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A Man's Perspective: The Best Ways to Balance Work and Family

The frequently overlooked male perspective on work-life balance was in the news recently when the Wall Street Journal published interviews with 25 male CEOs. When asked about how they maintain their family lives while running companies, their answers ranged from acknowledging that they had a poor work-life balance to describing complex scheduling systems that helped them spend enough time at home.

Male corporate leaders have noted in a number of press interviews that female CEOs often receive questions about how they juggle their jobs and their home lives. However, questions for male CEOS, however, rarely broach the topic. "As a male CEO, I have been asked what kind of car I drive and what type of music I like, but never how I balance the demands of being both a dad and a CEO,” Max Schireson, former CEO of MongoDB, wrote in a blog post in 2014. Schireson left his job that year so that he could stop commuting between California and New York and spend more time with his family.

Here are seven ways that CEOs manage their family and work lives:

1. They schedule well.

Rearranging schedules, red-eye flights, and wearing business suits to children’s soccer games are all part of life for CEOs who try to maximize work and family time. Sid Mathur, an executive with HIT, told Time magazine that no matter where in the world he is for work, one condition of his job is that he has to be home every weekend. He also eats pancake breakfasts with his family every Sunday and enjoys a regular indoor camping night with his daughter.  


Sometimes schedules require back-to-back work and family events. Freddie Mac CEO Donald Layton remembers getting off a plane from a business trip and driving directly to his son’s school field day. Eric Poirier, CEO of Addepar, sets aside time for his young daughter, whether it’s taking her to the pediatrician or being home for bedtime, on a calendar that all of his employees can see.

2. They know the value of important family events.

While missing a few of your child’s 15 baseball games over a season may not be a big deal, not showing up for a graduation or other significant event can have detrimental effects on a father’s relationship with his child.

Mark Weinberger, CEO of EY, skipped the World Economic Forum in Europe to move his daughter into her dormitory at a California university. He told Time magazine that if he hadn’t done that, his daughter might not be as understanding when he couldn’t attend a parents’ weekend or other program at her school.

3. They combine work and family time.

When there isn’t enough time for some CEOs to separately perform their job duties and be with their families, they have found ways to bring the two together. Rob Mathias, CEO of Ogilvy Public Relations, North America, said in a Time magazine article that he takes one of his daughters, who is “very intellectually curious,” on his work trips.


At Robb Fujioka’s startup Fuhu, which makes tablets for children, the conference room has a ball pit, and employees regularly bring their children to the office. Steve Joyce, CEO of Choice Hotels International, takes his girlfriend and children on business trips. “I realized, the way my life is structured, if you don’t include them at times in with your business, your relationship is going to suffer,” he told the Wall Street Journal.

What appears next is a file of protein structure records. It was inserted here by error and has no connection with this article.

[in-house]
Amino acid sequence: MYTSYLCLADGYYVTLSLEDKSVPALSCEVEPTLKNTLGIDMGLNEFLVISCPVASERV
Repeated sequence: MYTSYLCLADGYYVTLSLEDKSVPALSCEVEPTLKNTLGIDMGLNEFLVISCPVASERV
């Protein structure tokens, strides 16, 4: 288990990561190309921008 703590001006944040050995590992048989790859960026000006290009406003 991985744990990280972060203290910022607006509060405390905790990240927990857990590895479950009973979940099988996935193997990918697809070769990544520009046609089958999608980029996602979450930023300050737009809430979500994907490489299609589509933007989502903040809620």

4. They sacrifice.

High-pressure jobs require time and travel, and some CEOs make personal sacrifices to make sure they can dedicate enough time to their work and their families. H. Fisk Johnson, CEO of S. C. Johnson & Son, gave up two time-consuming hobbies—deep-sea diving and flying planes—after he became a father.

Pat Gelsinger, CEO of VMWare, keeps a good balance by using a point system he created to score how much time he spends at work and how much time he spends with his family. He told the Wall Street Journal that the system has worked for him for 25 years, even though at times it has meant cutting off work calls or turning down dinner offers to be with his family.

5. They eat breakfast with their children.

Some CEOs noted that they made regular breakfast dates with each of their children. Rob Johnson, CEO of Enjoy Technology, had 64 consecutive before-school breakfasts with his son, and the streak was only broken when his son went out of town with friends. For YP CEO David Krantz, mornings are reserved for breakfast with his teenage daughter.


6. They stay in the moment.

Several CEOS talked about making a conscious effort to put away their phones while they were with their families so that they could give their full attention to the people around them. Satya Nadella, CEO of Microsoft, told the Wall Street Journal that work-life balance is “a struggle,” and he tries to focus on the small things, such as making sure he’s actually watching his daughter’s lacrosse games instead of using his phone. “I strive for the few moments that I’m doing something with them that I’m actually present,” he said.

7. They leave their jobs.

Several CEOs made the decision to quit their jobs when family needs became too great. Mark Bertolini, CEO of Aetna, got a wake-up call in 2001, when his son was diagnosed with cancer. Bertolini told the Wall Street Journal that he realized then how little he had been with his family and how his wealth and connections couldn’t help his son. Bertolini quit his job and lived in his son’s hospital room for a year.

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